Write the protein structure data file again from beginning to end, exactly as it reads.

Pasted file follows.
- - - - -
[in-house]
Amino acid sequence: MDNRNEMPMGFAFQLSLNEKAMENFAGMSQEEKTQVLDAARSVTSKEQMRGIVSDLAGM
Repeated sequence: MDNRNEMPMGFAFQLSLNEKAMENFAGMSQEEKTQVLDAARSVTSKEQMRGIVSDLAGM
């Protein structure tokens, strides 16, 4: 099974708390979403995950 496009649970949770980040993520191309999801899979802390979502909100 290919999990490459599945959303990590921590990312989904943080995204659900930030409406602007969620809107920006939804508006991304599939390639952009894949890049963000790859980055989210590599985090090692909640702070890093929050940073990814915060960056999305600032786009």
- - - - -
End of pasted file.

[in-house]
Amino acid sequence: MDNRNEMPMGFAFQLSLNEKAMENFAGMSQEEKTQVLDAARSVTSKEQMRGIVSDLAGM
Repeated sequence: MDNRNEMPMGFAFQLSLNEKAMENFAGMSQEEKTQVLDAARSVTSKEQMRGIVSDLAGM
């Protein structure tokens, strides 16, 4: 099974708390979403995950 496009649970949770980040993520191309999801899979802390979502909100 290919999990490459599945959303990590921590990312989904943080995204659900930030409406602007969620809107920006939804508006991304599939390639952009894949890049963000790859980055989210590599985090090692909640702070890093929050940073990814915060960056999305600032786009």